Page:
2. The choice of Colorado Springs was originally announce at the 2008 Memorial Service. That would be last year, not last weekend.
3. As stated in my letter to you, The Memorial Service was never held in conjunction with EMS Week. It was held Memorial Day Weekend. It was simply a nice happenstance that the two coincided 3/4 of the time.
4. Our change of date had nothing whatsoever to do with Colorado Springs. They couldn't care less when during the year we held it. And while the change of date might have been mentioned during this year's Service, nobody said anything about that change having to do with COS. Anyone who wishes to do so may verify this for themselves as the recording of the service will be available in a few weeks on DVD.
Anyone wishing information on the National EMS Memorial Service may contact us at info (at) nemsms.org. Contrary to Mr, Laws contentions, we actually do answer our email.
Kevin M. Agard
National EMS Memorial Service.
I think at this juncture it might help if everyone took a deep breath and toned down the rhetoric just a bit. I agree that posting anonymously, while somewhat annoying, does allow a certain amount of unwarranted freedom, but at this point it's just confusing the issue. How about we all just follow the advice of Dr. David Nelson and "assume (and act with) positive intentions."
I agree with Skip's original posting. As a Coloradan, I don't see the purpose of placing the Memorial in the Springs. It's not a premier geographical position in anyone's (well, anyone other than NORAD's) book. Their airport has few direct flights, and driving there is a pain for everyone. They have no major media outlets, and the Memorial date will always play second fiddle to the Air Force Academy graduation and football schedule, US Olympic Center events, the IAFF schedule, the Professional Rodeo schedule, the State Fair, which overflows into the Springs, and whatever other events occur as the result of having a major US Army base in your backyard.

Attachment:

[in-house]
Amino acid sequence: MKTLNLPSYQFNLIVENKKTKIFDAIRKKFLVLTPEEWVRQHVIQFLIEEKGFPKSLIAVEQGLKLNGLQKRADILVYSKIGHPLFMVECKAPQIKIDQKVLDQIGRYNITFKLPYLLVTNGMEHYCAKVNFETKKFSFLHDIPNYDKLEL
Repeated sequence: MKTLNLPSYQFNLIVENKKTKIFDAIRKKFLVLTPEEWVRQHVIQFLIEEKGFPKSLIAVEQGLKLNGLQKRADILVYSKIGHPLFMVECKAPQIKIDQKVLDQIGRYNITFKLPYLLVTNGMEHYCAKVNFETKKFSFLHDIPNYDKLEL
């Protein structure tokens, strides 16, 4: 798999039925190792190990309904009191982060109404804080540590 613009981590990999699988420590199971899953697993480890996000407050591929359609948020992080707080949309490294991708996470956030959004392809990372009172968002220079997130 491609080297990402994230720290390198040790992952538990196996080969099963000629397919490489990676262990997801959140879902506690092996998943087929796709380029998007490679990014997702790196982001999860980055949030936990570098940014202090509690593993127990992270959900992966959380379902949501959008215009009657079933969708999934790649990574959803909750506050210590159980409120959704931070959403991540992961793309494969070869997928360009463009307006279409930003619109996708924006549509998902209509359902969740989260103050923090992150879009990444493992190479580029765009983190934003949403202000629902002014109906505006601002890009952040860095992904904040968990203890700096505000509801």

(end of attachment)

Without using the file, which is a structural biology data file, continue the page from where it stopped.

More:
Having participated in the National EMS Memorial Bike Ride for 3 years now, I definitely see the advantage of having a Memorial on the East Coast, preferably in the DC area. Lets face it; DC is the center of gravity of the political and media world. When it was announced that the Memorial would be in the Springs, the story was mentioned in the Denver and Springs papers, and I believe it was a 20 second TV news story seen by maybe 150,000 people in Colorado. When one of the Bike Ride's support vehicles was broken into into at a hotel in Annapolis MD last year, it was covered extensively in the DC media, on every local TV and radio news channel. This story was seen by millions of people, and resulted in donations covering more than the cost of the stolen equipment, not to mention the good will that the story of the group, and the publicity regarding EMS LODD deaths, engendered. This year, the story was covered on CNN. We, as an industry, will never be able to develop this publicity in Colorado, and let's face it, that's what this is largely about. I believe Jenifer Frennete, President of the Ride, can provide information regarding how succesful Ride participants (in spandex, nonetheless!) were at directly lobbying their congress members for support of the PSOB bill while we were in DC. These very positive events will never occur with this memorial held in Colorado Springs.
I don't believe anyone involved in the decision to move the Memorial to the Springs acted with anything but the very best of intentions. It would be ridiculous to think this group of volunteers acted otherwise. I'm disheartened to see others making this assumption. I do think, however, that the decision would have benefitted from a more open public discussion. I hope this discussion continues, and all involved will remember to conduct it respectfully.
I will now crawl back into my cave,
Summit County Ambulance Service
President, North Central EMS Cooperative